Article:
by Bill Clark
Last year’s plentiful rains in the Senegalese Ferlo of West Africa were cause for celebration as nature flourished and produced a great abundance of vegetation. Villagers danced in the rain and splashed around in the puddles.
Alongside the villages, the sprawling Ferlo North Wildlife Reserve, a restored, protected, enclosed habitat free from livestock, made possible by a partnership between Friends of Animals (FoA) and Senegal’s National Parks Directorate, also reaped the benefits of last year’s rain. The rain stimulated a spectacular recovery of Zornia glochidiata, one of the most important herbs of the entire African Sahel, along with a variety of savanna grasses and Sahelian trees, such as acacia, balsam, rosewood and baobab.
And that’s another reason to rejoice because the restored vegetation is allowing FoA’s scimitar-horned oryx reintroduction project to take a big step forward. FoA is depending on the vegetation, especially the zornia, a legume related to peas, beans, lentils and alfalfa that has important nutritional value, to feed a test population of 15 critically endangered oryxes. The bachelor males will be released to an unsecure 12,355-acre area adjacent to their current smaller, secure 3,000- acre enclosure.
By “secure” we mean the smaller enclosure is predator-proof. It effectively keeps the jackals and hyenas who live in the region away from habitat where oryxes and gazelles give birth to their calves—a favored prey of these carnivores.
Back in 1999, FoA worked with the Israel Nature and Parks Authority to deliver eight scimitar-horned oryxes to Senegal and provided instruction to rangers on how to take care of them. The Senegalese clearly learned their lessons as the oryx population today is robust, healthy and exceeds 550 individuals.
Ultimately, wild animals must be able to live with all natural risks, including predation. But for the moment, we’re exposing the oryxes to these risks in a careful and controlled manner.
The jackals and hyenas are unlikely to attack the 15 healthy adult male oryxes, so we’ll let this pioneer group establish a presence inside the larger area before releasing the more vulnerable females and young. We’re providing the young bulls with opportunity to become aware of the carnivores and learn how to chase them away before making them responsible for the defense of oryx herds that include more vulnerable animals. Once more of the habitat has been rehabilitated, all the scimitar-horned oryxes can be released to complete freedom in the 1,880 square mile wildlife reserve.
Restoring habitat is not only important to wildlife like the oryxes, but it can also assist with global issues such as the climate crisis and biological diversity.
Vegetation in restored habitats uses photosynthesis to extract carbon dioxide from the atmosphere and store that carbon inside the cellular structure of those plants. Barren, over-grazed landscapes can’t do that.
Habitat rehabilitation carries some risks. The most conspicuous risk is wildfire. Most vegetation is combustible, and precautions to prevent fire are very important, especially in the Ferlo where the weather is very dry and hot for at least nine months every year.
FoA is grateful to Taiwan’s Forestry Bureau, which is providing a grant to help clear about 54 miles of firebreaks within Ferlo North Wildlife Reserve, and also excavate some of the natural ponds clogged by wind-eroded silt. Both efforts will help restore and protect the natural ecology of the reserve.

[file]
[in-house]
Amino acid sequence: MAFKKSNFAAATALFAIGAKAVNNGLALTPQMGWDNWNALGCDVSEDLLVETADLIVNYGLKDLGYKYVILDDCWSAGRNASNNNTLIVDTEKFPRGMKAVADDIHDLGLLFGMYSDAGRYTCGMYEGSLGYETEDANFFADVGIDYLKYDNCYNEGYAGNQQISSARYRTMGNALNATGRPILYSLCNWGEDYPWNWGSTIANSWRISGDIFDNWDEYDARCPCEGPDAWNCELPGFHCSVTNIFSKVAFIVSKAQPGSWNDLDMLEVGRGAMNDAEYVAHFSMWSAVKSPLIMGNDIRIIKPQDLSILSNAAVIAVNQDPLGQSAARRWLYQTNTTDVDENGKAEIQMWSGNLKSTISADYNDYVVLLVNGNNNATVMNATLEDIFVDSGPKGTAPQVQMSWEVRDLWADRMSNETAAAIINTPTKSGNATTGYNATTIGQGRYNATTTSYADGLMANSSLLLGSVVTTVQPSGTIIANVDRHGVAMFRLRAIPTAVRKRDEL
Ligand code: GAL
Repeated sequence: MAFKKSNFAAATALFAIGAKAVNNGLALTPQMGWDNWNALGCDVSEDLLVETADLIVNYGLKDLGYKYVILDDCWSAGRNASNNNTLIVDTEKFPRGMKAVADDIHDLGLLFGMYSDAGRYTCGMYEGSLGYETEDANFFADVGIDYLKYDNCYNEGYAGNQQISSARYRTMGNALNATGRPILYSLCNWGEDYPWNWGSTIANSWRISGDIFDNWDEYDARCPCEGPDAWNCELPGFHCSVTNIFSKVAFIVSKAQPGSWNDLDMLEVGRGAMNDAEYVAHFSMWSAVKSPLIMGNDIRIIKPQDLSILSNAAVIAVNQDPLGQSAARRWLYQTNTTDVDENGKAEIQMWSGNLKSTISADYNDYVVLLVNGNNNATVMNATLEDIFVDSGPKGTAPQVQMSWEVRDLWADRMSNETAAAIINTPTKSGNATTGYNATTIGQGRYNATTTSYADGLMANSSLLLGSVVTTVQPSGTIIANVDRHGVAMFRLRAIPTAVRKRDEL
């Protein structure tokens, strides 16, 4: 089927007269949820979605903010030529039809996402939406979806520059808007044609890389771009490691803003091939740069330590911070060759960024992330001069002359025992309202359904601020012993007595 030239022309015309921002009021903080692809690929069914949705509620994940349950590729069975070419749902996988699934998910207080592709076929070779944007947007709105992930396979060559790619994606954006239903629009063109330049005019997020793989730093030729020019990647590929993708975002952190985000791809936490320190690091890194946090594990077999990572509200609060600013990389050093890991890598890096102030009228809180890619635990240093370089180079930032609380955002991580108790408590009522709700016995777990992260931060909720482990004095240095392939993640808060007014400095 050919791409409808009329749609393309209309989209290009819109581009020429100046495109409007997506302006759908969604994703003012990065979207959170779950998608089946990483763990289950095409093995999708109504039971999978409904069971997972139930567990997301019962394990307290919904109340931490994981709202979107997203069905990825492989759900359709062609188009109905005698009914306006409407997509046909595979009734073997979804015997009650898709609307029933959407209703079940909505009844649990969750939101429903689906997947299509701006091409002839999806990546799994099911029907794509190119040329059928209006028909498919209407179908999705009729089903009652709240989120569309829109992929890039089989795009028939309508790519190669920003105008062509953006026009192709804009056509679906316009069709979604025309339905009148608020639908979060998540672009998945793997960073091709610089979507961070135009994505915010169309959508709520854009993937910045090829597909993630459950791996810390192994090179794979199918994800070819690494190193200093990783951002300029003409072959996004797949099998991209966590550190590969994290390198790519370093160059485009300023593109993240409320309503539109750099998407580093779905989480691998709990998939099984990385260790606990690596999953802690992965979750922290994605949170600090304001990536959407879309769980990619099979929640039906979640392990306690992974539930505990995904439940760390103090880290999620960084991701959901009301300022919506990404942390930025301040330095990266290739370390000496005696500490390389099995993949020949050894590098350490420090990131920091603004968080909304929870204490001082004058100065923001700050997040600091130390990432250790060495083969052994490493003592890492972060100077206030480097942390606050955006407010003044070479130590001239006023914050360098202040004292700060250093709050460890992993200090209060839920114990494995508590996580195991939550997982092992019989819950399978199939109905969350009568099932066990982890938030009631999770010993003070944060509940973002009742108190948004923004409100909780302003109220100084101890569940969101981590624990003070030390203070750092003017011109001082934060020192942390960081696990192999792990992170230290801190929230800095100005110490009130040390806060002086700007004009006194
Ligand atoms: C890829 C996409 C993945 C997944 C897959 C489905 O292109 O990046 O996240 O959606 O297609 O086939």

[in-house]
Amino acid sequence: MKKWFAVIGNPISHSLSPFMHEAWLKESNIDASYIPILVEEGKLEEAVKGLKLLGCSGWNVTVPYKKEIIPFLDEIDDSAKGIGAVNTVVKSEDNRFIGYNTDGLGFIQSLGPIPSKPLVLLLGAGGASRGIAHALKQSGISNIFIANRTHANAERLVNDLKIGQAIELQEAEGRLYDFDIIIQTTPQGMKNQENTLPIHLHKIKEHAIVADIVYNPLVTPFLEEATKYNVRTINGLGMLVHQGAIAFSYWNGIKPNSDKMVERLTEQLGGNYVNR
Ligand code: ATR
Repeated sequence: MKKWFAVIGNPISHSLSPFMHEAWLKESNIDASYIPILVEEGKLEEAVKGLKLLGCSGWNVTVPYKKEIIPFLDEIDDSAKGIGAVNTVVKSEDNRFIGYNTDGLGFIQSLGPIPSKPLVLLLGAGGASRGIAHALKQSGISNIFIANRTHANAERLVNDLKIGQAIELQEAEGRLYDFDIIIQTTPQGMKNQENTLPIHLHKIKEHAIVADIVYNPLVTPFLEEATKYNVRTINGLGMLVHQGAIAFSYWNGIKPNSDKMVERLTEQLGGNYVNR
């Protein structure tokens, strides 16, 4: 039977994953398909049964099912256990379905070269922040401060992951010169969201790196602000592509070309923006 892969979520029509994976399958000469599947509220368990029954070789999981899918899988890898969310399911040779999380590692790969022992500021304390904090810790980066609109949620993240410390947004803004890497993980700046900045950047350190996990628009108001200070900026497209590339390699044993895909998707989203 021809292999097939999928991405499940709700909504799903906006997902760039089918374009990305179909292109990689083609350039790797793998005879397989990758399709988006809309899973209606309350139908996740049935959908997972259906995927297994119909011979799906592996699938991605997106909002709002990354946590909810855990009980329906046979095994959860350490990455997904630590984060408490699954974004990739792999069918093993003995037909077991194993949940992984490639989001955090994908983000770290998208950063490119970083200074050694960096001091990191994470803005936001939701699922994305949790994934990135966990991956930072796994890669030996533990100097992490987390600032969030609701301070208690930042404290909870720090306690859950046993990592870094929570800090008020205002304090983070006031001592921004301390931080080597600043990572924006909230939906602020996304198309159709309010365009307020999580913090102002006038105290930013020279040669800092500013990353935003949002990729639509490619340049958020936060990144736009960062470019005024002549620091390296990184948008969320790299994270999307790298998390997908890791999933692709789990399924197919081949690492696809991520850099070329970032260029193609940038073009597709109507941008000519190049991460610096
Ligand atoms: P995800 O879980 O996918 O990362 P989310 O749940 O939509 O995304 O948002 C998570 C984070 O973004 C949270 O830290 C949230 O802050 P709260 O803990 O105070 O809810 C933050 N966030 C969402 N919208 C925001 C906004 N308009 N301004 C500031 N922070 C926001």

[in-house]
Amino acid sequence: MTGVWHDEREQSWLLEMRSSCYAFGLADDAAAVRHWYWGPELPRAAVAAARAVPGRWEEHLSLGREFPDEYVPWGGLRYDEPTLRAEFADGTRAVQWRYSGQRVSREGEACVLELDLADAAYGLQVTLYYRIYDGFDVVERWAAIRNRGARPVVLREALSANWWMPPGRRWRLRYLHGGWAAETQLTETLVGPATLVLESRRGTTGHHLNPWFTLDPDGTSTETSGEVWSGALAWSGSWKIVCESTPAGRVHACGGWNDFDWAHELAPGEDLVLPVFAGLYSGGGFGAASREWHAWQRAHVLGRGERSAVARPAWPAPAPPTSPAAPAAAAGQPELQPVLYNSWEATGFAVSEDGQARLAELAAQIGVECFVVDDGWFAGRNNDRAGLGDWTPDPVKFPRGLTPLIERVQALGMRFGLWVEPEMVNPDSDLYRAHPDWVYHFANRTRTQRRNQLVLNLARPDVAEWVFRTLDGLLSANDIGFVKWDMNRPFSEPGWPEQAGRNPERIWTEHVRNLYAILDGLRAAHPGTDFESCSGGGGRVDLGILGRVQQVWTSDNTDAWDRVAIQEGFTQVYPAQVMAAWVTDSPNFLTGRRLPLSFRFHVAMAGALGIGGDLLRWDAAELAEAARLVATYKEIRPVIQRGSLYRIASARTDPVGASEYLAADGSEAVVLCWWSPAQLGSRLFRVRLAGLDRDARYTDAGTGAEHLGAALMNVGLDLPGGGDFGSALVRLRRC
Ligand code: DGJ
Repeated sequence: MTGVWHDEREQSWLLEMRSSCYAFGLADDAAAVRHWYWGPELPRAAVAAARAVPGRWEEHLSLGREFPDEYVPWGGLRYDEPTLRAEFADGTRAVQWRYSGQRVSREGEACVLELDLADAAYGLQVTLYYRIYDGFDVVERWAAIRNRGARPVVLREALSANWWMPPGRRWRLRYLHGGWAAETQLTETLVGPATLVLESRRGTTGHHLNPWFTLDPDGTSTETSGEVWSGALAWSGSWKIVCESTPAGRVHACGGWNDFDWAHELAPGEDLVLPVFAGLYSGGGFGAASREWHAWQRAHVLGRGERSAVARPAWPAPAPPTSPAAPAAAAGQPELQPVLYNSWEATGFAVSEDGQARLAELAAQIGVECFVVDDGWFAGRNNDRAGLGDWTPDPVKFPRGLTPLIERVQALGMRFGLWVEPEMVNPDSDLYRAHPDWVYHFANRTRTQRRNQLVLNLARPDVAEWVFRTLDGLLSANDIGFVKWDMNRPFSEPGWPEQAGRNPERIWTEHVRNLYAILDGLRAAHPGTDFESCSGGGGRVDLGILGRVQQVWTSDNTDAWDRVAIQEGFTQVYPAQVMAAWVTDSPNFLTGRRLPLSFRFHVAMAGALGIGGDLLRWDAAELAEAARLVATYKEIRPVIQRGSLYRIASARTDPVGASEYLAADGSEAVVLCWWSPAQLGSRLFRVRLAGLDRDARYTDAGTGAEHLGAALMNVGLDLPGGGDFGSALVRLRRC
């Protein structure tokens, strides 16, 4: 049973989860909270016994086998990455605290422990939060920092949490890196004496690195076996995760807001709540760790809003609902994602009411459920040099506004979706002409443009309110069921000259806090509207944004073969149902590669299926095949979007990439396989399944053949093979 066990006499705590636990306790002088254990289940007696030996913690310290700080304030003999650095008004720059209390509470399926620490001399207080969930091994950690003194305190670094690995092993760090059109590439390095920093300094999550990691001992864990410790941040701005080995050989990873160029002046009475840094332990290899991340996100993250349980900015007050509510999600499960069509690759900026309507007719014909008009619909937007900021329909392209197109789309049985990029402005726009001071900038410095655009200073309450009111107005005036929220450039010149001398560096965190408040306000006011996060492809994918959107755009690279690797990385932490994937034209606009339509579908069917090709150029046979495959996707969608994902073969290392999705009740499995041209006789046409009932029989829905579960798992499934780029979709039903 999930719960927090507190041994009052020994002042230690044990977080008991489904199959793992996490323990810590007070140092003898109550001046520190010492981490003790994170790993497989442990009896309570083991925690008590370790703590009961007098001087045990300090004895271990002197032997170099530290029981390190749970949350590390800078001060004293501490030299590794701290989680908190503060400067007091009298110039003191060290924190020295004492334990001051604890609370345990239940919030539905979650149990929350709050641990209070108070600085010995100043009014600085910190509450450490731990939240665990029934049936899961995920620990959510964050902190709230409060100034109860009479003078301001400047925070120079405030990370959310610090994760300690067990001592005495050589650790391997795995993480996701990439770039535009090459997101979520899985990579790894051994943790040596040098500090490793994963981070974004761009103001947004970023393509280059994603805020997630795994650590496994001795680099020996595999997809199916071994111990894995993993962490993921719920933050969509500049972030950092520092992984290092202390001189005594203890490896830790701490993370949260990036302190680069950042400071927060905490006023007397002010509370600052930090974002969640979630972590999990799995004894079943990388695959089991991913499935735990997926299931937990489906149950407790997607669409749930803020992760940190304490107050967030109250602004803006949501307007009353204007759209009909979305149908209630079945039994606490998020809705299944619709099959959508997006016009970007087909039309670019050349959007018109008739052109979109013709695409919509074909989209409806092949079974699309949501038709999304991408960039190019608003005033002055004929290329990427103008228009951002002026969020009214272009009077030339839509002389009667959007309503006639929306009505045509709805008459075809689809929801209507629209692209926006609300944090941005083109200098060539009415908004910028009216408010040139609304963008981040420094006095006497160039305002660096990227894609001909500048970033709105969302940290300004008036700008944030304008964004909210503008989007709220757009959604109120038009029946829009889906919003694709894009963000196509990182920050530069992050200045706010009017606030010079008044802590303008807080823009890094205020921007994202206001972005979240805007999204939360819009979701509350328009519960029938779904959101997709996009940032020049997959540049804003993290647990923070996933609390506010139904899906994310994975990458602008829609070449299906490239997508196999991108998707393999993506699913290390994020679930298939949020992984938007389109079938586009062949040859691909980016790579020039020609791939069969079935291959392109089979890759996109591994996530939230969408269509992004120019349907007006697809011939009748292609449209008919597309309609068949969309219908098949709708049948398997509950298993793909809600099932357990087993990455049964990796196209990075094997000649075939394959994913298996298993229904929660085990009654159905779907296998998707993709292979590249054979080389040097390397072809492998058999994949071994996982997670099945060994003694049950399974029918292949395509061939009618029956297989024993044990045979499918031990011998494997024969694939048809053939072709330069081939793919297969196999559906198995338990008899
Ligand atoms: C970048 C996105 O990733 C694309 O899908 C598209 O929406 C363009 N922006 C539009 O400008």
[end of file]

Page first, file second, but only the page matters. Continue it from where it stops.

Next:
Zornia, like other legumes, is a “nitrogen-fixing” herb. It absorbs nitrogen from the air and “fixes” it into the soil, thereby making the soil more fertile. Zornia is also a superb soil “binder.” It has a dense network of fine roots that effectively stabilize the soil and protect it from wind and water erosion.
For decades, climatologists have been warning climate change will cause real suffering, especially in the African Sahel. They have evidence that, on average, the annual amount of rainfall there is diminishing. Average temperatures are increasing. Winds are stronger, and they’re scooping up more exposed, overgrazed topsoil. This year’s rains arrived later and were more sparse.
Despite clear signs of climate change and the fact that animal farming is responsible for 14% of global carbon emissions, all villages neighboring Ferlo North Wildlife Reserve, except Katane village, still manage the same high numbers of livestock.
The Katane village, a Fulani community of 312 people, agreed to reduce the size of cow, goat and sheep herds in exchange for an FoA-sponsored vegetable garden, and they are no longer suffering the intense impact of heavy grazing on their land and are less effected by the fluctuations of rainfall. FoA’s partnership with Katane flows mostly via the village women’s cooperative. They’re the ones who tend the village garden and deliver drinking water daily to the wildlife reserve. They’re the ones FoA helped earlier this year when the village’s sole water pump broke down and needed urgent repair. This partnership demonstrates that one way to help wildlife abroad is to work with the local communities who share the landscape.
FoA’s intent is to make the Katane model attractive to neighboring villages to benefit humans and wildlife and to combat the climate crisis. The good news is, the idea is catching on, and each village has expressed interest.